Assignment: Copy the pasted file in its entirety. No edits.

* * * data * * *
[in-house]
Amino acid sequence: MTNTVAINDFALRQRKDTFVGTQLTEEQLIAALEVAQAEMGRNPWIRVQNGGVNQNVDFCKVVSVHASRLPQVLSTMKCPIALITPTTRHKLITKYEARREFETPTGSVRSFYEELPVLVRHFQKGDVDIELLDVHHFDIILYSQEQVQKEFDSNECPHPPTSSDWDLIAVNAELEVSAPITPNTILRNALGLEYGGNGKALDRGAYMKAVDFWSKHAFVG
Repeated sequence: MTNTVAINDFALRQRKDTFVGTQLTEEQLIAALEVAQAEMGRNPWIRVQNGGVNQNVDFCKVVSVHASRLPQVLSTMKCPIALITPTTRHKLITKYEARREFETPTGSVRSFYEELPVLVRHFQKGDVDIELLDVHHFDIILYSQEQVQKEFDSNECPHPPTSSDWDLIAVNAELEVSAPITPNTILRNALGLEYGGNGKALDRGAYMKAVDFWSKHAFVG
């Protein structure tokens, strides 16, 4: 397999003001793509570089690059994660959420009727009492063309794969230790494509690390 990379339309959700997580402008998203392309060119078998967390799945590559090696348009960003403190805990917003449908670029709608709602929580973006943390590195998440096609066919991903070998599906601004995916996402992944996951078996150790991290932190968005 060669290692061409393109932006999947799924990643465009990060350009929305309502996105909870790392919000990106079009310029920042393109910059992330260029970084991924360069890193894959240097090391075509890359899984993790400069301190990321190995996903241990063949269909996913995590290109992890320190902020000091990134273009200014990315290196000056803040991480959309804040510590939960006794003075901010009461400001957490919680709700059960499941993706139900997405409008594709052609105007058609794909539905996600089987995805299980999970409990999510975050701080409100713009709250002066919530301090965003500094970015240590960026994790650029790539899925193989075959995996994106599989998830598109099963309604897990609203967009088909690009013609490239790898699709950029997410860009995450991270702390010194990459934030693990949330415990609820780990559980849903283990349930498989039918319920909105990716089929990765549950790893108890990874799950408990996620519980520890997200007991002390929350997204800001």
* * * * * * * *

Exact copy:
[in-house]
Amino acid sequence: MTNTVAINDFALRQRKDTFVGTQLTEEQLIAALEVAQAEMGRNPWIRVQNGGVNQNVDFCKVVSVHASRLPQVLSTMKCPIALITPTTRHKLITKYEARREFETPTGSVRSFYEELPVLVRHFQKGDVDIELLDVHHFDIILYSQEQVQKEFDSNECPHPPTSSDWDLIAVNAELEVSAPITPNTILRNALGLEYGGNGKALDRGAYMKAVDFWSKHAFVG
Repeated sequence: MTNTVAINDFALRQRKDTFVGTQLTEEQLIAALEVAQAEMGRNPWIRVQNGGVNQNVDFCKVVSVHASRLPQVLSTMKCPIALITPTTRHKLITKYEARREFETPTGSVRSFYEELPVLVRHFQKGDVDIELLDVHHFDIILYSQEQVQKEFDSNECPHPPTSSDWDLIAVNAELEVSAPITPNTILRNALGLEYGGNGKALDRGAYMKAVDFWSKHAFVG
């Protein structure tokens, strides 16, 4: 397999003001793509570089690059994660959420009727009492063309794969230790494509690390 990379339309959700997580402008998203392309060119078998967390799945590559090696348009960003403190805990917003449908670029709608709602929580973006943390590195998440096609066919991903070998599906601004995916996402992944996951078996150790991290932190968005 060669290692061409393109932006999947799924990643465009990060350009929305309502996105909870790392919000990106079009310029920042393109910059992330260029970084991924360069890193894959240097090391075509890359899984993790400069301190990321190995996903241990063949269909996913995590290109992890320190902020000091990134273009200014990315290196000056803040991480959309804040510590939960006794003075901010009461400001957490919680709700059960499941993706139900997405409008594709052609105007058609794909539905996600089987995805299980999970409990999510975050701080409100713009709250002066919530301090965003500094970015240590960026994790650029790539899925193989075959995996994106599989998830598109099963309604897990609203967009088909690009013609490239790898699709950029997410860009995450991270702390010194990459934030693990949330415990609820780990559980849903283990349930498989039918319920909105990716089929990765549950790893108890990874799950408990996620519980520890997200007991002390929350997204800001």